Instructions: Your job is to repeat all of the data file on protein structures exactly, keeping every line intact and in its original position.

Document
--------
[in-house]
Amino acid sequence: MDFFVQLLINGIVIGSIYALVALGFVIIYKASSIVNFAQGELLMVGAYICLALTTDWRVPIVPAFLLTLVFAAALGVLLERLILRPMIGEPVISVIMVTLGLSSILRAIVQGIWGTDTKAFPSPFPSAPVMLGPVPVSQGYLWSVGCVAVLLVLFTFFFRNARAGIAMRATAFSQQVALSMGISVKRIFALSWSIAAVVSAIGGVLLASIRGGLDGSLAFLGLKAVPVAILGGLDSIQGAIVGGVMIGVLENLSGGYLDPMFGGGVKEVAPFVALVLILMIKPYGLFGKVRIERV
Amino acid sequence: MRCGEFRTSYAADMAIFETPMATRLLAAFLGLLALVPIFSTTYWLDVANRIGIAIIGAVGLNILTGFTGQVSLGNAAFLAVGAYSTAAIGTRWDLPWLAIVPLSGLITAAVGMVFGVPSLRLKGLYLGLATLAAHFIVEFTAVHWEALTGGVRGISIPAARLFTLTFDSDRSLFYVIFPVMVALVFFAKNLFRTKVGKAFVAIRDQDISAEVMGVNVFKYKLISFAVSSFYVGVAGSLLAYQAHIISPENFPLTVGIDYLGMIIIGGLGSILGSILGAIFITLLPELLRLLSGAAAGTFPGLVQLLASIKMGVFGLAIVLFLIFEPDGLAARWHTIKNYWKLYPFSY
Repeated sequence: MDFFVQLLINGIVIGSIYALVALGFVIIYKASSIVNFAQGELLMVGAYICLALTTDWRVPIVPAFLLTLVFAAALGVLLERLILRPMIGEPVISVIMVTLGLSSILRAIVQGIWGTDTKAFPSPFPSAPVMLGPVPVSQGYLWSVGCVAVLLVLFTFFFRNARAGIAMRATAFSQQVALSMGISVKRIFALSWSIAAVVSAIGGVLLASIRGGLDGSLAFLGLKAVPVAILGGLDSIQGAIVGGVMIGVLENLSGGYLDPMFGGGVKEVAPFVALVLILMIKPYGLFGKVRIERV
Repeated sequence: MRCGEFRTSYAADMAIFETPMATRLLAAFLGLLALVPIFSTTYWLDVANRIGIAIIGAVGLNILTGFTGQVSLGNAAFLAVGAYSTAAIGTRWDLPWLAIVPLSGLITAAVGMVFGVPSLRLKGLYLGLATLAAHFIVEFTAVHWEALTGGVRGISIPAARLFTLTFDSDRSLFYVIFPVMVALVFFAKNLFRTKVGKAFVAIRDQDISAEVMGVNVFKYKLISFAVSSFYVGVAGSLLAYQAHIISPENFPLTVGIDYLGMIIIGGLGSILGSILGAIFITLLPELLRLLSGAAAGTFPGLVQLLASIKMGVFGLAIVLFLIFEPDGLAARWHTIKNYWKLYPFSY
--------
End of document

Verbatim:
[in-house]
Amino acid sequence: MDFFVQLLINGIVIGSIYALVALGFVIIYKASSIVNFAQGELLMVGAYICLALTTDWRVPIVPAFLLTLVFAAALGVLLERLILRPMIGEPVISVIMVTLGLSSILRAIVQGIWGTDTKAFPSPFPSAPVMLGPVPVSQGYLWSVGCVAVLLVLFTFFFRNARAGIAMRATAFSQQVALSMGISVKRIFALSWSIAAVVSAIGGVLLASIRGGLDGSLAFLGLKAVPVAILGGLDSIQGAIVGGVMIGVLENLSGGYLDPMFGGGVKEVAPFVALVLILMIKPYGLFGKVRIERV
Amino acid sequence: MRCGEFRTSYAADMAIFETPMATRLLAAFLGLLALVPIFSTTYWLDVANRIGIAIIGAVGLNILTGFTGQVSLGNAAFLAVGAYSTAAIGTRWDLPWLAIVPLSGLITAAVGMVFGVPSLRLKGLYLGLATLAAHFIVEFTAVHWEALTGGVRGISIPAARLFTLTFDSDRSLFYVIFPVMVALVFFAKNLFRTKVGKAFVAIRDQDISAEVMGVNVFKYKLISFAVSSFYVGVAGSLLAYQAHIISPENFPLTVGIDYLGMIIIGGLGSILGSILGAIFITLLPELLRLLSGAAAGTFPGLVQLLASIKMGVFGLAIVLFLIFEPDGLAARWHTIKNYWKLYPFSY
Repeated sequence: MDFFVQLLINGIVIGSIYALVALGFVIIYKASSIVNFAQGELLMVGAYICLALTTDWRVPIVPAFLLTLVFAAALGVLLERLILRPMIGEPVISVIMVTLGLSSILRAIVQGIWGTDTKAFPSPFPSAPVMLGPVPVSQGYLWSVGCVAVLLVLFTFFFRNARAGIAMRATAFSQQVALSMGISVKRIFALSWSIAAVVSAIGGVLLASIRGGLDGSLAFLGLKAVPVAILGGLDSIQGAIVGGVMIGVLENLSGGYLDPMFGGGVKEVAPFVALVLILMIKPYGLFGKVRIERV
Repeated sequence: MRCGEFRTSYAADMAIFETPMATRLLAAFLGLLALVPIFSTTYWLDVANRIGIAIIGAVGLNILTGFTGQVSLGNAAFLAVGAYSTAAIGTRWDLPWLAIVPLSGLITAAVGMVFGVPSLRLKGLYLGLATLAAHFIVEFTAVHWEALTGGVRGISIPAARLFTLTFDSDRSLFYVIFPVMVALVFFAKNLFRTKVGKAFVAIRDQDISAEVMGVNVFKYKLISFAVSSFYVGVAGSLLAYQAHIISPENFPLTVGIDYLGMIIIGGLGSILGSILGAIFITLLPELLRLLSGAAAGTFPGLVQLLASIKMGVFGLAIVLFLIFEPDGLAARWHTIKNYWKLYPFSY